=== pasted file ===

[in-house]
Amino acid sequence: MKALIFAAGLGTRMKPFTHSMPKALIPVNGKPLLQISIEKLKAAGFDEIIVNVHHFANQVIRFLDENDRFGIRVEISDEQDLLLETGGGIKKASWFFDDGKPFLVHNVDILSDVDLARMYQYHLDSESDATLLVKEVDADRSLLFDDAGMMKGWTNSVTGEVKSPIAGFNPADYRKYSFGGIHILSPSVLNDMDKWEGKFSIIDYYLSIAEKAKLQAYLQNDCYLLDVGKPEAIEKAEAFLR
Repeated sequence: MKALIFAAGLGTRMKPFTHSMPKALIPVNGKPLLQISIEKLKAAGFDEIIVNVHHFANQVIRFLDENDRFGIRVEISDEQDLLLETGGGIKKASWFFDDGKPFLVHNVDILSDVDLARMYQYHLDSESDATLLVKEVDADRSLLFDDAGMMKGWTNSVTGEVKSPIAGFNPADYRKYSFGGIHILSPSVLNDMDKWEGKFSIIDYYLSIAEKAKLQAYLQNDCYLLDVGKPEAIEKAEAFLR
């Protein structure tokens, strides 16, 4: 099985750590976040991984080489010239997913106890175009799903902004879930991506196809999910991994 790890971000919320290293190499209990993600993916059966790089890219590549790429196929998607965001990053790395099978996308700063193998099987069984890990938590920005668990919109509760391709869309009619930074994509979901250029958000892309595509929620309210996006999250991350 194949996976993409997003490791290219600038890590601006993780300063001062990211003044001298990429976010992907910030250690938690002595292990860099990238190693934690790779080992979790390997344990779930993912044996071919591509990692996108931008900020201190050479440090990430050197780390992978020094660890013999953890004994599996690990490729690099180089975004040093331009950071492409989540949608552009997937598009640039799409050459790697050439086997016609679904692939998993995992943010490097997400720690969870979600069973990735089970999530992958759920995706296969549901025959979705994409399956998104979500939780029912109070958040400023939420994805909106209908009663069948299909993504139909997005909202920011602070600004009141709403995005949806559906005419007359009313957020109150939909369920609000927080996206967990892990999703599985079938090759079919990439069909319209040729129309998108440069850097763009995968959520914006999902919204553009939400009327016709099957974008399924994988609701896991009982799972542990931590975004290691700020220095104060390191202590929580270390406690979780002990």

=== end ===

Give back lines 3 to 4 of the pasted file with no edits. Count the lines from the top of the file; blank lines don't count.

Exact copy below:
Repeated sequence: MKALIFAAGLGTRMKPFTHSMPKALIPVNGKPLLQISIEKLKAAGFDEIIVNVHHFANQVIRFLDENDRFGIRVEISDEQDLLLETGGGIKKASWFFDDGKPFLVHNVDILSDVDLARMYQYHLDSESDATLLVKEVDADRSLLFDDAGMMKGWTNSVTGEVKSPIAGFNPADYRKYSFGGIHILSPSVLNDMDKWEGKFSIIDYYLSIAEKAKLQAYLQNDCYLLDVGKPEAIEKAEAFLR
């Protein structure tokens, strides 16, 4: 099985750590976040991984080489010239997913106890175009799903902004879930991506196809999910991994 790890971000919320290293190499209990993600993916059966790089890219590549790429196929998607965001990053790395099978996308700063193998099987069984890990938590920005668990919109509760391709869309009619930074994509979901250029958000892309595509929620309210996006999250991350 194949996976993409997003490791290219600038890590601006993780300063001062990211003044001298990429976010992907910030250690938690002595292990860099990238190693934690790779080992979790390997344990779930993912044996071919591509990692996108931008900020201190050479440090990430050197780390992978020094660890013999953890004994599996690990490729690099180089975004040093331009950071492409989540949608552009997937598009640039799409050459790697050439086997016609679904692939998993995992943010490097997400720690969870979600069973990735089970999530992958759920995706296969549901025959979705994409399956998104979500939780029912109070958040400023939420994805909106209908009663069948299909993504139909997005909202920011602070600004009141709403995005949806559906005419007359009313957020109150939909369920609000927080996206967990892990999703599985079938090759079919990439069909319209040729129309998108440069850097763009995968959520914006999902919204553009939400009327016709099957974008399924994988609701896991009982799972542990931590975004290691700020220095104060390191202590929580270390406690979780002990």